In this post, I want to share a few tips that might help you get through pregnancy while keeping your energy levels up. There are many different factors in the equation, and honestly each one could be the subject of a separate post. For instance, a diet that is low in simple carbs & sugars, and has a good array of healthful fats and proteins can make a big difference for some women. To get more pointers on this, I’d highly recommend reading Lily Nichol’s book Real Food for Pregnancy. Another factor is getting some sunshine and movement (a walk outside can help immensely!). Yet another factor is finding ways to curb morning sickness (this is another topic on my mind for a future post).

While you may find that early on in your pregnancy you may have to forego your prenatal vitamins due to sickness (did you know prenatal vitamins can sometimes make you feel worse those first months?!? My personal philosophy is that if the vitamins keep you from keeping food down, then it’s best to scrap them for awhile!), once you’re able to take pills again, it’s key to find a quality vitamin. Getting adequate levels of minerals, as well as easy-to-absorb forms of folate, B12 and other vitamins can all contribute to boosting your energy levels. Check your labels to make sure that your vitamins contain folate (and NOT the synthetic form called folic acid), and that the B vitamins are methylated in order to promote absorption. This article on Folic acid vs. Folate may help you to better understand the difference, and why it matters.

Whether you can take your prenatal vitamins or not, I’ve found that supplementing with additional B vitamins can be a huge help, especially during the early months when your body is working so hard and fetal development is so rapidly taking place. During one of my pregnancies, I found that B vitamin injections provided me with some relief from morning sickness as well as boosted my energy levels, and when those weren’t available for me for my most recent pregnancy, I spent some time researching other options. I stumbled upon this gem, and found it to be an incredible energy boost: Max Stress B is a fermented, liquid B complex that provides a combination of B vitamins in a form your body can utilize quickly. Another helpful supplement is a B complex lozenge, which you can slip under your tongue before getting out of bed in the morning, and/or take throughout the day. Two brands I have appreciated are Jarrow  and Seeking Health. If you are only looking for B12, I find that these lozenges are great when you need an extra boost and mama doesn’t have time or opportunity for a nap: Jarrow B12. I even keep these on hand and use them when I’m up all night at births!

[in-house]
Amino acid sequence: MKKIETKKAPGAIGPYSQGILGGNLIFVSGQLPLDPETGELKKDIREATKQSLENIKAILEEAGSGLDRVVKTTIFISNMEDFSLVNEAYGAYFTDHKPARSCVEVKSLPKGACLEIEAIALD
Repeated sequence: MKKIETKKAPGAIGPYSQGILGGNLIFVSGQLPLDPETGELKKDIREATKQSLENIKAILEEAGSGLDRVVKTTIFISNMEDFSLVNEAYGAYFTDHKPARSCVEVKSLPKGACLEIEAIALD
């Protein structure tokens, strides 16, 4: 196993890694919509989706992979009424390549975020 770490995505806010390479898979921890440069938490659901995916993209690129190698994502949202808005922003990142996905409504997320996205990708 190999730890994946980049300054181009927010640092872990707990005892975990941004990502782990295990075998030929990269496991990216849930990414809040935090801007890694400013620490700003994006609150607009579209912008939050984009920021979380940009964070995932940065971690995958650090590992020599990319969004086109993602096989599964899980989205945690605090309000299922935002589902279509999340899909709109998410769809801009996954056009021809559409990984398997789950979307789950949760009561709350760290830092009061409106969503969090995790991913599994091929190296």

Low iron (anemia) can also be a reason for low energy, though sometimes this can even be corrected by the above B vitamins, as some types of anemia are actually caused by a B12 and folate deficiency (your midwife or care provider should be able to determine whether this is the cause by looking at your prenatal blood work). If your hemaglobin is actually low, then some suggestions would include supplementing with a plant-based whole-foods iron supplement such as  Garden of Life Iron,  adding daily doses of liquid chlorophyll, and even regularly consuming Blackstrap Molasses , all of which can help to gently increase your iron levels. If you need more iron suggestions and information, check out this article from Mama Natural on anemia during pregnancy.

These are just a few suggestions to get you started, and if you’ve found something that helps you with maintaining good energy levels during pregnancy, I would love to hear about it. And if you try any of these recommendations, let me know how it works for you. I love getting feedback and knowing what works for different people!